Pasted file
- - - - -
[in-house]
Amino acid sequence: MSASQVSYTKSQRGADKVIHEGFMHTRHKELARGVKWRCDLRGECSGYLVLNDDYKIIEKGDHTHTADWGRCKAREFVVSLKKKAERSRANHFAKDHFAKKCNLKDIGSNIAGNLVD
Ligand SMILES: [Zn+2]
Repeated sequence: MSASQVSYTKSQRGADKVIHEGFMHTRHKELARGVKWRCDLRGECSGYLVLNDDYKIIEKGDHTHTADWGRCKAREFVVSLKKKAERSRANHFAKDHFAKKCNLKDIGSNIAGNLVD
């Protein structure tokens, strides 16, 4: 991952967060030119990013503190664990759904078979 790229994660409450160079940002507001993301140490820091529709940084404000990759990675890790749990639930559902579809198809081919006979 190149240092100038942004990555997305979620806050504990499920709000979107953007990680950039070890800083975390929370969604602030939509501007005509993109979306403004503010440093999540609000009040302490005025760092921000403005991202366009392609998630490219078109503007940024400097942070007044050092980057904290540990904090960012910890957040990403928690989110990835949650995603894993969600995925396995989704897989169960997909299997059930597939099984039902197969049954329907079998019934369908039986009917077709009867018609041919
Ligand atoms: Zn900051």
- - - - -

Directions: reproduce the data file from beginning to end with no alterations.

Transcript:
[in-house]
Amino acid sequence: MSASQVSYTKSQRGADKVIHEGFMHTRHKELARGVKWRCDLRGECSGYLVLNDDYKIIEKGDHTHTADWGRCKAREFVVSLKKKAERSRANHFAKDHFAKKCNLKDIGSNIAGNLVD
Ligand SMILES: [Zn+2]
Repeated sequence: MSASQVSYTKSQRGADKVIHEGFMHTRHKELARGVKWRCDLRGECSGYLVLNDDYKIIEKGDHTHTADWGRCKAREFVVSLKKKAERSRANHFAKDHFAKKCNLKDIGSNIAGNLVD
């Protein structure tokens, strides 16, 4: 991952967060030119990013503190664990759904078979 790229994660409450160079940002507001993301140490820091529709940084404000990759990675890790749990639930559902579809198809081919006979 190149240092100038942004990555997305979620806050504990499920709000979107953007990680950039070890800083975390929370969604602030939509501007005509993109979306403004503010440093999540609000009040302490005025760092921000403005991202366009392609998630490219078109503007940024400097942070007044050092980057904290540990904090960012910890957040990403928690989110990835949650995603894993969600995925396995989704897989169960997909299997059930597939099984039902197969049954329907079998019934369908039986009917077709009867018609041919
Ligand atoms: Zn900051």